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WordPress 5.1 Beta 1

WordPress 5.1 Beta 1 is now available!

This software is still in development, so we don’t recommend you run it on a production site. Consider setting up a test site to play with the new version.

There are two ways to test the WordPress 5.1 beta: try the WordPress Beta Tester plugin (you’ll want to select the “bleeding edge nightlies” option), or you can download the beta here (zip).

WordPress 5.1 is slated for release on February 21, and we need your help to get there. Here are some of the big items to test so we can find as many bugs as possible in the coming weeks.

Site Health Check

Site Health Check is an ongoing project aimed at improving the stability and performance of the entire WordPress ecosystem. The first phase of this project is included in WordPress 5.1. For the first time, WordPress will catch and pause the problem code, so you can log in to your Dashboard and see what the problem is (#44458). Before, you’d have to FTP in to your files or get in touch with your host.

Additionally, in April 2019, WordPress’ will increase its minimum supported PHP version to 5.6. To help you check if you’re prepared for this change, WordPress 5.1 will show you a warning and help you upgrade your version of PHP, if necessary.

For Developers

  • The Cron system can now be more easily replaced with a custom cron handler (#32656).
  • When starting cron under PHP-FPM, the connection will return a response immediately, even for long running cron jobs (dev note).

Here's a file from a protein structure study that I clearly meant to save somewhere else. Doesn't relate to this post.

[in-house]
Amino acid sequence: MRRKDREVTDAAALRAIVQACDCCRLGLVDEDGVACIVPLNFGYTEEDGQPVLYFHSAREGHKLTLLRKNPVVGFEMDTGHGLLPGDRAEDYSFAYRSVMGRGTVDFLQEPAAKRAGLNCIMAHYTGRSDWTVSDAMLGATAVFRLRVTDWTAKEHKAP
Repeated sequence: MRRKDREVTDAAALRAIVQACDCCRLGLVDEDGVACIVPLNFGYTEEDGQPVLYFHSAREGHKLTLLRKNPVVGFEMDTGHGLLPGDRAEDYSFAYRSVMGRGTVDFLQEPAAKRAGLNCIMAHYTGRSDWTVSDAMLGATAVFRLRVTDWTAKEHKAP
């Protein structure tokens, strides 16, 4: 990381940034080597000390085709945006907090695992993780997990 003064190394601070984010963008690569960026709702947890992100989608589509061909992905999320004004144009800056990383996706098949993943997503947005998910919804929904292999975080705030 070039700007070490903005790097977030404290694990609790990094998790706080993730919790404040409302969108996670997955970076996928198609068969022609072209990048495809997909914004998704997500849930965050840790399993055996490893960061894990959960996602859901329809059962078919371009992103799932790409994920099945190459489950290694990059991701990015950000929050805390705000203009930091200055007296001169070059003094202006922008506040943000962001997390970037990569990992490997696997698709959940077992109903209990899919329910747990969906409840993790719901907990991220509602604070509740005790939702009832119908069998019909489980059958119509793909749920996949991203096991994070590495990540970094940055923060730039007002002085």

• WP_DEBUG_LOG can be set to a custom log location (#18391).
  • Introduced the wp_blogmeta table (#37923).
  • Added LIKE support to meta_key comparisons in WP_Meta_Query (#42409).

There have been over 360 tickets closed in WordPress 5.1, with numerous small bug fixes and improvements to help smooth your WordPress experience.

Keep your eyes on the Make WordPress Core blog for more developer notes (which are assigned the dev-notes tag) in the coming weeks detailing other changes in 5.1 that you should be aware of.

How to Help

Do you speak a language other than English? Help us translate WordPress into more than 100 languages!

If you think you’ve found a bug, you can post to the Alpha/Beta area in the support forums. We’d love to hear from you! If you’re comfortable writing a reproducible bug report, file one on WordPress Trac, where you can also find a list of known bugs.


Miss my haiku?
I will have plenty for you
in the coming weeks.

WordPress 5.0.3 Maintenance Release

WordPress 5.0.3 is now available!

5.0.3 is a maintenance release that includes 37 bug fixes and 7 performance updates. The focus of this release was fine-tuning the new block editor, and fixing any major bugs or regressions.

Here are a few of the highlights:

For a full list of changes, please consult the list of tickets on Trac, changelog, or read a more technical summary on the Make WordPress Core blog.

You can download WordPress 5.0.3 or visit Dashboard → Updates on your site and click Update Now. Sites that support automatic background updates have already started to update automatically.

Thank you to everyone who contributed to WordPress 5.0.3:

Aaron Jorbin, Alex Shiels, allancole, Andrea Fercia, Andrew Nevins, Andrew Ozz, Birgir Erlendsson (birgire), bobbingwide, Csaba (LittleBigThings), David Binovec, David Herrera, Dominik Schilling (ocean90), Felix Arntz, Gary Pendergast, Gerhard Potgieter, Grzegorz (Greg) Ziółkowski, Jb Audras, Job, Joe McGill, Joen Asmussen, John Blackbourn, Jonathan Desrosiers, kjellr, laurelfulford, Marcus Kazmierczak, Milan Dinić, Muntasir Mahmud, Nick Halsey, panchen, Pascal Birchler, Ramanan, Riad Benguella, Ricky Lee Whittemore, Sergey Biryukov, Weston Ruter, and William Earnhardt.